What kind of training and qualifications are required to become a display pilot?

The qualifications are not that hard: an ordinary pilots licence and medical, but there is a separate test called a display authorisation where you must demonstrate to an examiner that as a team you are capable and safe. From when Charles Rolls lost his life in a flying display in 1911 to Shoreham just a few years ago, there have been too many accidents at airshows. With each, we have learned rules: heights, speeds and directions that mean if something were to go wrong at any point in the display, nothing will fall into the crowd. The display authorisation checks that pilots know and understand those rules.

Turb Team, Richard Vary, Flight Checks
Richard Vary, Pilot, Skies, Team Turb
Enjoying the Skies. Images from Richard Vary
Small Seperator, Downton Distillery, Wiltshire


How do you handle unexpected challenges or emergencies while performing aerobatic manoeuvres?

We talk them through in advance. At each point of the display we know what we will do if something goes wrong at that point. When four aircraft are very close together, the immediate threat if one has a problem is collision, so we practice escape manoeuvres if that happens. When we practice, of course, we are steely eyed and speak in calm measured voices. When I did have a problem for real (metal fatigue caused the spinner on the front of the aircraft to come apart just after I’d gone through the limbo poles) my voice went up about two octaves.

Can you share any behind-the-scenes stories or insights from your experiences as a display pilot?

Each winter we have to attend a safety symposium at RAF Shrivenham, which is always entertaining. In one group are the RAF Red Arrows team for the year, young, confident and cocky in their immaculate uniforms. In another corner are the Royal Navy pilots, in their dark blue flight suits, neatly trimmed beards, being rude to the Reds. Somewhere in the back corner are the Battle of Britain Memorial flight, keeping themselves to themselves.  And in the middle are a bunch of dishevelled civilian pilots, in jeans, oily fingernails, clutching mugs of tea. God knows what they must think of us!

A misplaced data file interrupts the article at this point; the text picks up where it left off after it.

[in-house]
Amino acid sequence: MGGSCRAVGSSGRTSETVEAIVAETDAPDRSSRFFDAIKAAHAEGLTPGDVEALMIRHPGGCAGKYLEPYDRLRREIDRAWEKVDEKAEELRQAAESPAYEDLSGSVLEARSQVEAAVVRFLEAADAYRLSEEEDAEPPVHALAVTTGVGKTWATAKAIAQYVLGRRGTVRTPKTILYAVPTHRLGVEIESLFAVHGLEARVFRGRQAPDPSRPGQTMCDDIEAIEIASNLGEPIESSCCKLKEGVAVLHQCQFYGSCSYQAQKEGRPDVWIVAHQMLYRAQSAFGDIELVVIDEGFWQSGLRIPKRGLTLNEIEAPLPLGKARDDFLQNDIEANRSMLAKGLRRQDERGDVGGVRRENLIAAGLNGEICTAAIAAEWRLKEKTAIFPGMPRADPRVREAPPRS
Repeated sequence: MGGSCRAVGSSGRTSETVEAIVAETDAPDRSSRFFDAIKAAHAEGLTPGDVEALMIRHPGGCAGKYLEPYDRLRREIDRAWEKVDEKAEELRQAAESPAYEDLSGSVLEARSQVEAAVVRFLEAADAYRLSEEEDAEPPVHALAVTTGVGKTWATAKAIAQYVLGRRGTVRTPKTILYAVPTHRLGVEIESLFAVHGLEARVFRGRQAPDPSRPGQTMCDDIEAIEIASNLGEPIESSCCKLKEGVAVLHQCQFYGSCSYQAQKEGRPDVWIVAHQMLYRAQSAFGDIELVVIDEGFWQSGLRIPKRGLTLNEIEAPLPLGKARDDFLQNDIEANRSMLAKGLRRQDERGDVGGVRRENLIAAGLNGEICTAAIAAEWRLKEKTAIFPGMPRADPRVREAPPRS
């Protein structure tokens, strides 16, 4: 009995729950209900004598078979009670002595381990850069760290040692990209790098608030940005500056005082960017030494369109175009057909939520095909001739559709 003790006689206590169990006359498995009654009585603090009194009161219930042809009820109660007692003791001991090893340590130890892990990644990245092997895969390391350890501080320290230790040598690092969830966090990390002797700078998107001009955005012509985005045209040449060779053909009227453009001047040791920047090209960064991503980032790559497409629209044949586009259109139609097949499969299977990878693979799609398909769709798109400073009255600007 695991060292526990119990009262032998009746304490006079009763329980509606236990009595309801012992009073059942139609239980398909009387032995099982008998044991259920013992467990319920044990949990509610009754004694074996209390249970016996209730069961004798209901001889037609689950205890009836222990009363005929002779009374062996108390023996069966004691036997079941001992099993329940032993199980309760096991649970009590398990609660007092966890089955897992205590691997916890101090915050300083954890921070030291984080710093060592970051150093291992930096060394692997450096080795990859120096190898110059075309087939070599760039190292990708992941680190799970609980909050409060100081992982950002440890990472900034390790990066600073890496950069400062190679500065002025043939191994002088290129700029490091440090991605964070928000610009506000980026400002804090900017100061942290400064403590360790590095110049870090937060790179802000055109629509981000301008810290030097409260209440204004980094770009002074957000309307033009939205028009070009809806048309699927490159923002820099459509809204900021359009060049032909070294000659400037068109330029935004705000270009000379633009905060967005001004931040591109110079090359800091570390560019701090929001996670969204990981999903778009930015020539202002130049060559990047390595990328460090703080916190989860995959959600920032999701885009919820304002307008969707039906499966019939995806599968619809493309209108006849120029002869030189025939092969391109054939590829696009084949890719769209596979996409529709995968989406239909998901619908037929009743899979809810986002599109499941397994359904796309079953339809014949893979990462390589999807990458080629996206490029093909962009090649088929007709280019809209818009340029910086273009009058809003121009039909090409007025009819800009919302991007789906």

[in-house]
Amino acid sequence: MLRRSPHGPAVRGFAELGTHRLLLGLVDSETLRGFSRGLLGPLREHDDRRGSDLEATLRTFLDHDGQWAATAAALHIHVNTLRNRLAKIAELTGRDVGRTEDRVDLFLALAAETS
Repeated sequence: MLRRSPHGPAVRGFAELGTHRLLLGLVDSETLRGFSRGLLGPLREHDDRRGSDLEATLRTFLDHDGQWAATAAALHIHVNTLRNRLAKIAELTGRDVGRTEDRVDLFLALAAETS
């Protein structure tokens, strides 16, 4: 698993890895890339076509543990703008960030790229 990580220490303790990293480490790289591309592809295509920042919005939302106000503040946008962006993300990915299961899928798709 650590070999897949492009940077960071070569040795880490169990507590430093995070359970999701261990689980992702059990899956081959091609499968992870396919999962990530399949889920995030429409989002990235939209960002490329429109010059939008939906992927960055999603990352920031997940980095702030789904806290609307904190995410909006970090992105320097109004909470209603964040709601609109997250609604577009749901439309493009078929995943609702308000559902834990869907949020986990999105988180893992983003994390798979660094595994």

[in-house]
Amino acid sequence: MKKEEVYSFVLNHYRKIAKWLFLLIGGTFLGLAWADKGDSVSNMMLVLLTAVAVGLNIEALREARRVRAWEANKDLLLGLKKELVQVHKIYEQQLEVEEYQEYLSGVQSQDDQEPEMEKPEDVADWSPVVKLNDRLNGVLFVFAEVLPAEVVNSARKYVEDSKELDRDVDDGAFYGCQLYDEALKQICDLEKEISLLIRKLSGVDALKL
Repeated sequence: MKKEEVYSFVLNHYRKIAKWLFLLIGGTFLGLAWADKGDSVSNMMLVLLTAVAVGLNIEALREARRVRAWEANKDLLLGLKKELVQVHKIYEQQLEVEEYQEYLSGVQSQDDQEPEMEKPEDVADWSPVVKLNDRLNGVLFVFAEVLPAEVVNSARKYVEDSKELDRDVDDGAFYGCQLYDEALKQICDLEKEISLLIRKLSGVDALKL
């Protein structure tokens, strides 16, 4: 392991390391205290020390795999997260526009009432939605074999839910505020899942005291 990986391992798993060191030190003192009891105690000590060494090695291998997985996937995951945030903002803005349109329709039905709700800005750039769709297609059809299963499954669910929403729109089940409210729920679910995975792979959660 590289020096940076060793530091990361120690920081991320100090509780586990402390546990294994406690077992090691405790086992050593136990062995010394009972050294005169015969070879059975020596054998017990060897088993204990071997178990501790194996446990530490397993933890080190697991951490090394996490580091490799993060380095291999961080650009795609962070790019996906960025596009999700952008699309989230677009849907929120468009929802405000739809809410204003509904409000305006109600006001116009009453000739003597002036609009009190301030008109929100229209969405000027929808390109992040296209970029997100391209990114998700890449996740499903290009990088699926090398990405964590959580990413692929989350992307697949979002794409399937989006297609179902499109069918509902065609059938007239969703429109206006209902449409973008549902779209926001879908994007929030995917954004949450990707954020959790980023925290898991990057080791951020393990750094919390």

Images from 'Team Turb' & Stock Images

Small Seperator, Downton Distillery, Wiltshire


Turb Team, Planes, Aviation, Pilot, Plane, Downton Distillery
Turb Team, Planes, Aviation, Pilot, Plane, Downton Distillery
Resting between Flights
Turb Team, Planes, Aviation, Pilot, Plane, Downton Distillery
Display team Post Event

Lastly, what do you love most about flying aerobatics, and what keeps you passionate about it?

I should say the people. There’s a real camaraderie in a display team, and because you have to trust each other, you become close friends. We talk pretty much every day over whatsapp or email, and see a lot of each other in the display season. But for many of us, it is probably the aircraft themselves. They are such simple machines, but with such amazing potential. You get to know them like family or pets, and when one is sick it’s a real worry (and often a long process) until it is back to strength.  


Display piloting is not without its risks. The extreme nature of aerobatic flying means that the potential for accidents is higher than in more conventional forms of flying. Pilots must be adept at managing these risks, maintaining a deep understanding of their aircraft's capabilities, and always being prepared for emergency situations.

However, the rewards can be immense. Beyond the adrenaline rush and the applause, pilots often speak of the profound sense of freedom and achievement in mastering such a challenging skill. Many are driven by a deep passion for flying and a commitment to pushing the boundaries of what is possible in an aircraft.

The life of a pilot is marked by a constant pursuit of excellence and safety. It combines the physical challenge of performing complex maneuvers with the mental challenge of precise execution. For those who take up this up, it offers an exhilarating way to experience the limits of both human and aircraft capabilities. It's not just about flying but about performing, each show an opportunity to inspire awe and wonder from those watching from below.

Small Seperator, Downton Distillery, Wiltshire


Small Seperator, Downton Distillery, Wiltshire